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Tigers Annihilate Twins, 16-1

June 9, 1964 - The Detroit Tigers threw a “sweet 16” party tonight. Everybody had fun except the Minnesota Twins.

The Tigers — the team that was ninth in the league in hitting and ninth in scoring runs — cut loose with their biggest barrage of the season and trounced the Twins by the hard-to-believe score of 16-1.

The Tigers bolted to an 8-1 lead and then put over eight big runs in a wild seventh-inning outburst.

Don Demeter (pictured), who suddenly looks like the cleanup hitter the Tigers have been searching for all season, crashed two homers and knocked in five runs.

“I’m getting some of those I didn’t get when I hit the ball just as hard earlier in the season,” Don smiled after the game. “You’ve got to be lucky too.”

Bill Freehan slammed a single, triple, and home run. He knocked in four runs.

Al Kaline, still on a tear, got two doubles and a single and pushed his average to the brink of the .300 mark. He finished the night at .298, a tremendous surge since May 23 when he was down in the doldrums at .214.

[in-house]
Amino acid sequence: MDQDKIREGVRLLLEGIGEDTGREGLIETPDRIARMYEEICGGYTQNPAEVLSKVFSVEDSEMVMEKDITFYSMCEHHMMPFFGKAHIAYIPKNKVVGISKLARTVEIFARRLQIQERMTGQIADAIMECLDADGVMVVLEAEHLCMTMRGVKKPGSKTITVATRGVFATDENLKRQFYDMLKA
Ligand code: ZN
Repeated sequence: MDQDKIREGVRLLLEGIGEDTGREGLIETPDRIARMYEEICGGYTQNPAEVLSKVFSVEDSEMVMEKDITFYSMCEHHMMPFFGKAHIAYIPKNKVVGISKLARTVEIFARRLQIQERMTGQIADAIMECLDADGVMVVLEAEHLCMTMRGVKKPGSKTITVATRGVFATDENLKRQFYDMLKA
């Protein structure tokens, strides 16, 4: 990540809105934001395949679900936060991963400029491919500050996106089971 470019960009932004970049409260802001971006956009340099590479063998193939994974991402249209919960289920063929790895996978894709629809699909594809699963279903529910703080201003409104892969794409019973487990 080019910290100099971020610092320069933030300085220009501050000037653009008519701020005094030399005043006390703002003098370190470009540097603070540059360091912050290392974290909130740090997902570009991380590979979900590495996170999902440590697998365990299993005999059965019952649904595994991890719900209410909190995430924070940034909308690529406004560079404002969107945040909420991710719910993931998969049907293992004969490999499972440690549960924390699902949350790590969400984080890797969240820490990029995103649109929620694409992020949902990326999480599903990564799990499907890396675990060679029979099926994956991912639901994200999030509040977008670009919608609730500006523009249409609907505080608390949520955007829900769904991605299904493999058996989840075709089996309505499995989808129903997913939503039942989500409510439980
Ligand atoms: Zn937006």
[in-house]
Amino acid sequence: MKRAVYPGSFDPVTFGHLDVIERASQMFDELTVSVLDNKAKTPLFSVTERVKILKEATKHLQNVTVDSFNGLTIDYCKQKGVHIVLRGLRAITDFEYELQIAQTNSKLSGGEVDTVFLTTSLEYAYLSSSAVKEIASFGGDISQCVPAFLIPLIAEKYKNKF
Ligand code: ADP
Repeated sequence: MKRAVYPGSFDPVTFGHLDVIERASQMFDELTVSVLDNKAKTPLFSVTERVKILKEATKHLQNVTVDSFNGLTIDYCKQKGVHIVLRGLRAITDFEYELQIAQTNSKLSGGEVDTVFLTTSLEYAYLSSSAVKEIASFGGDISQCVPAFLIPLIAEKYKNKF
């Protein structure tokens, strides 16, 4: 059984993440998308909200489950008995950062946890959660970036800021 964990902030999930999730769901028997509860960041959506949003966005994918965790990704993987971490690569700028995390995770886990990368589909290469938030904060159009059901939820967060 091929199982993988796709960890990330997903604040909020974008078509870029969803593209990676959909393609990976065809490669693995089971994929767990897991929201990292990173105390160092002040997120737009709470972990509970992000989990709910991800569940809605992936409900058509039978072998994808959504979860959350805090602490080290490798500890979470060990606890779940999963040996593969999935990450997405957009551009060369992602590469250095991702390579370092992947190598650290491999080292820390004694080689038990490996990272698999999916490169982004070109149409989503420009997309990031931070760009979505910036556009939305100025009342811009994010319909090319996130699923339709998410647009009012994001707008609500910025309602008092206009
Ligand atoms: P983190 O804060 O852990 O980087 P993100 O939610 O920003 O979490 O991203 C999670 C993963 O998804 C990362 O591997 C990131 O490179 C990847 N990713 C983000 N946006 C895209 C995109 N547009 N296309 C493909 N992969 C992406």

Denny McLain, the 20-year-old kid from Chicago, got the benefit of this bombardment. But he needed only two runs to win — he pitched that well.

In becoming the first Detroit pitcher to go the distance since May 19, McLain scattered seven hits and struck out eight. He kept his fastball in fairly good control, walking four batters, but never more than one in any inning.

His only real mistake was a home run pitch to Harmon Killebrew. But shucks, even people like Whitey Ford do that. This was the Killer’s 17th homer.

After the game, Detroit manager Charlie Dressen apologized for bunting in the late innings of the rout.

“I heard [Twins manager] Sam [Mele] was mad because we were bunting,” said Dressen. “I wasn’t bunting with the pitcher to make runs. I was trying to make outs.”

McLain was tickled with his first victory of the season.

“Never had so many runs to work on,” he grinned. “All I had to do was throw fastballs over the plate.”

Dressen likes McLain as a prospect. He was claimed for the $8,000 first-year waiver price from the White Sox in 1963. Denny won 13 and lost two at Duluth of the Northern League last summer. He was 3-1 with a 1.89 ERA at Syracuse before being recalled this month.


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